That’s right, one more spankin’ new 8TB drive! This one is a Western Digital My Book 8 TB drive for $169.99 from Google Express. After tax, price adjustment (WTF is that?) and a $20 credit for a first time purchase, it worked out to $163.16. That’s $20.395 per TB. Not too bad! Not as good $19.78 per TB I paid for the Seagate, but I think that extra cash is going to be well worth it.. and let me tell you why.
Apparently the Seagate 8TB Expansion Drive(Amazon) is a Shingled Magnetic Recording (SMR) drive. What’s that mean? Well that means it’s slow as f**k to plot. There’s a fix in the video below, but I tried that and while it did help.. it didn’t completely fix the problem. Doing this also opens you up to data corruption in the event of a power loss (which I just had…) and for some reason after plotting Windows Explorer refuses to stop accessing the drive, so safely removing hardware keeps giving me errors.
The New Drive
As mentioned, the new drive is a My Book and I’m hoping to see much better performance writing plots out of this one. I’m getting around 17,500 nonces/min with my CPU, so that doesn’t seem to be a problem.. it’s just the write speed to the external. The WD drive uses Perpendicular Magnetic Recording (PMR), so theoretically it should write much faster.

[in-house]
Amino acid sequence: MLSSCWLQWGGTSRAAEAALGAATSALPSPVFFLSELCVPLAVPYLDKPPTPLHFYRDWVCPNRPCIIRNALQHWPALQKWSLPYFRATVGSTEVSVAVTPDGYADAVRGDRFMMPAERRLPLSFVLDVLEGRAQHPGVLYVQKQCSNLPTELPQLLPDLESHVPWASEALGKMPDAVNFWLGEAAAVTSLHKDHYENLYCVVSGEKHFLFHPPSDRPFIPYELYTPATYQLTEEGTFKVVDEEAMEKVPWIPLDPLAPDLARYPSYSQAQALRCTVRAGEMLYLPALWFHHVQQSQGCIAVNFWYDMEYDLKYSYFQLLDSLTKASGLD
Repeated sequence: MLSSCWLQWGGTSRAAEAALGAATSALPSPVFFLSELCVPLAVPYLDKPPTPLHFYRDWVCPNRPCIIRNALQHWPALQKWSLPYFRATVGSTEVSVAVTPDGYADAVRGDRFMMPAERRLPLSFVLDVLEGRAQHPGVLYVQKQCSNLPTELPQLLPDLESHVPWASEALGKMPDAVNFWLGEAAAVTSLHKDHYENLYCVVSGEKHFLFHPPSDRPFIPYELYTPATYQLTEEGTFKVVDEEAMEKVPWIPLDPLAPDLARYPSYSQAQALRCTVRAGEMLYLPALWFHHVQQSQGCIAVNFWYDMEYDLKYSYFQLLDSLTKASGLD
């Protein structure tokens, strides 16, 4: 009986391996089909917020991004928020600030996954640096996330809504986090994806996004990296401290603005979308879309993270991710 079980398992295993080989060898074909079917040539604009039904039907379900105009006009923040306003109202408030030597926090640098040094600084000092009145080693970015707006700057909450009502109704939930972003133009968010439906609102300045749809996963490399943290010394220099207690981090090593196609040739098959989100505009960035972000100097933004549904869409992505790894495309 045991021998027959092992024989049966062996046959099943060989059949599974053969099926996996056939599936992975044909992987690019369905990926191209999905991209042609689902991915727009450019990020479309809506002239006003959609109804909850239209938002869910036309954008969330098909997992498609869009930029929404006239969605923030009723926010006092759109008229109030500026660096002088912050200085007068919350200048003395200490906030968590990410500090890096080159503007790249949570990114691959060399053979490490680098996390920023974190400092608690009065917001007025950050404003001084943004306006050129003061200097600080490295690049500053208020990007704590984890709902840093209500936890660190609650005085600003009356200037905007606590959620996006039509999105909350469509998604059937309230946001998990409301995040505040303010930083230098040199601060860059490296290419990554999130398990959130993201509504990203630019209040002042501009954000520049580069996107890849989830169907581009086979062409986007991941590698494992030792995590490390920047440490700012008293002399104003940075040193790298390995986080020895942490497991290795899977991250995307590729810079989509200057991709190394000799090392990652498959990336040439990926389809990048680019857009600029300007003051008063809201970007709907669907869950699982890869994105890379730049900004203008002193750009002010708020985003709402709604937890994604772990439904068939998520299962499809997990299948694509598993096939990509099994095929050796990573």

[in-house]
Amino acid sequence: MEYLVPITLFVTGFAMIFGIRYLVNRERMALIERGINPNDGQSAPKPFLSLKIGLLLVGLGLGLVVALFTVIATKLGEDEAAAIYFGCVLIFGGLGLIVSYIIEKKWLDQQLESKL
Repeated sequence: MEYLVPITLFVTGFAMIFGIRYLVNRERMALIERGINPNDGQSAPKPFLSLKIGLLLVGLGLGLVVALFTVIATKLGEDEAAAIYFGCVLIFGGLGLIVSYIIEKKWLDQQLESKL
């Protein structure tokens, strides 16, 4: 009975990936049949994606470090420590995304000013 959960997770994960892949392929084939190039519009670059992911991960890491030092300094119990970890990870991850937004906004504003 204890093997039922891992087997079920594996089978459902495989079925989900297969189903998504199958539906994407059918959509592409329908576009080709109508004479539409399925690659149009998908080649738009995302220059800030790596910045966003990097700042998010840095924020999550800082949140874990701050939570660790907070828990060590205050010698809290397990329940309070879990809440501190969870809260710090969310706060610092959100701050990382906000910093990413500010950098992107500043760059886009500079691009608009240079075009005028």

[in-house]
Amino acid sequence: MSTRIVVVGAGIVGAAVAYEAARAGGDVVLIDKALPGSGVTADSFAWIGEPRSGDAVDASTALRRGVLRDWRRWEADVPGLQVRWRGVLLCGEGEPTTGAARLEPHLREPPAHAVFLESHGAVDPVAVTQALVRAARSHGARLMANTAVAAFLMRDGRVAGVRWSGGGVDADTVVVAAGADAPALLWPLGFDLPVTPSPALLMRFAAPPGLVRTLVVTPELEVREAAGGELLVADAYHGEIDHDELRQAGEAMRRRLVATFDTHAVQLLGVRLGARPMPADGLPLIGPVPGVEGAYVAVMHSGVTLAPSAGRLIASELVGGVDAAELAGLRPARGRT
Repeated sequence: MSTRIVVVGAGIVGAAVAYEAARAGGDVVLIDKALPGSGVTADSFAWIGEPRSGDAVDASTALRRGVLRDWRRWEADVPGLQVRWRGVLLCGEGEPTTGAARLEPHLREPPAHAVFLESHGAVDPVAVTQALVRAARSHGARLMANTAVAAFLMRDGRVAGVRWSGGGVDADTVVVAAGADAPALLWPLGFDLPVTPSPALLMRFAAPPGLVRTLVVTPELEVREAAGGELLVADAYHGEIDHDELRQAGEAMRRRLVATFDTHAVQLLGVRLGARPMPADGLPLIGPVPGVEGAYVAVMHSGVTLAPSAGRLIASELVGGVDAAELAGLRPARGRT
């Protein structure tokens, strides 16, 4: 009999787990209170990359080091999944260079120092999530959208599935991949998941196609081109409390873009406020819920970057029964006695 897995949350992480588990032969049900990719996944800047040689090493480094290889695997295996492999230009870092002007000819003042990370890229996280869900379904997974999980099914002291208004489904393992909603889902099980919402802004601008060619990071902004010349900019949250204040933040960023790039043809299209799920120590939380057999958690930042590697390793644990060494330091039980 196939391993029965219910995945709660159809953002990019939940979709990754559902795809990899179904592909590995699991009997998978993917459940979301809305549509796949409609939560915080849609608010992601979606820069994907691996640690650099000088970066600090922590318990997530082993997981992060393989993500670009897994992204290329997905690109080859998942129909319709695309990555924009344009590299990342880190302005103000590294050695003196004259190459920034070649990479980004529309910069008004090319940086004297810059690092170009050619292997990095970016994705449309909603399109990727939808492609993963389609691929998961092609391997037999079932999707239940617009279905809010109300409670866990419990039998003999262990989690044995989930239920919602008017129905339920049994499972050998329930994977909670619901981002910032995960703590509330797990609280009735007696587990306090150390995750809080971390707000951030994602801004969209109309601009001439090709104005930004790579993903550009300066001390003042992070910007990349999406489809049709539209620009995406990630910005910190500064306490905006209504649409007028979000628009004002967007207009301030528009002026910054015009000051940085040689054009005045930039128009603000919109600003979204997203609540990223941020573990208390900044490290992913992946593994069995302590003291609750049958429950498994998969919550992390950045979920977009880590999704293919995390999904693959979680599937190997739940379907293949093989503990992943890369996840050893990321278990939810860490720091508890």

I guess my laptop doesn’t want to actually play nice with USB 3.0 devices, so I can’t have both going at once, but while I wait for my USB hub to arrive I’ll be plotting the last 1TB on my Seagate. I’ll have some test numbers in terms of how long it took when that process is complete.
Western Digital 8TB My Book
Amazon Price: $191.25 (not Prime)
Google Price: $169.99 (looks like they’re out of stock as I write this)
How are they selling these drives when they’re 730GB shy of their claims?? That’s a pretty huge discrepancy. ** See Update #2
Apparently I’m an idiot when it comes to computer hardware.
Hard disk manufacturers use a calculation of 1KB as 1000 bytes, 1MB is 1000KB, 1GB is 1000MB and 1TB is 1000GB. So to the manufacturer, an 8TB drive is 8 * 1000 * 1000 * 1000 * 1000 = 8,000,000,000,000 bytes of space. Windows however uses 1024 bytes in a KB. So 8,000,000,000,000 / (1024*1024*1024*1024) = 7.27TB.
Still seems a little sketchy on the part of someone.. but I guess that’s just how it is. For more information, check out this Wikipedia article on Kilobyte.
For the record, both Seagate and Western Digital drives register as 7.27TB in Windows.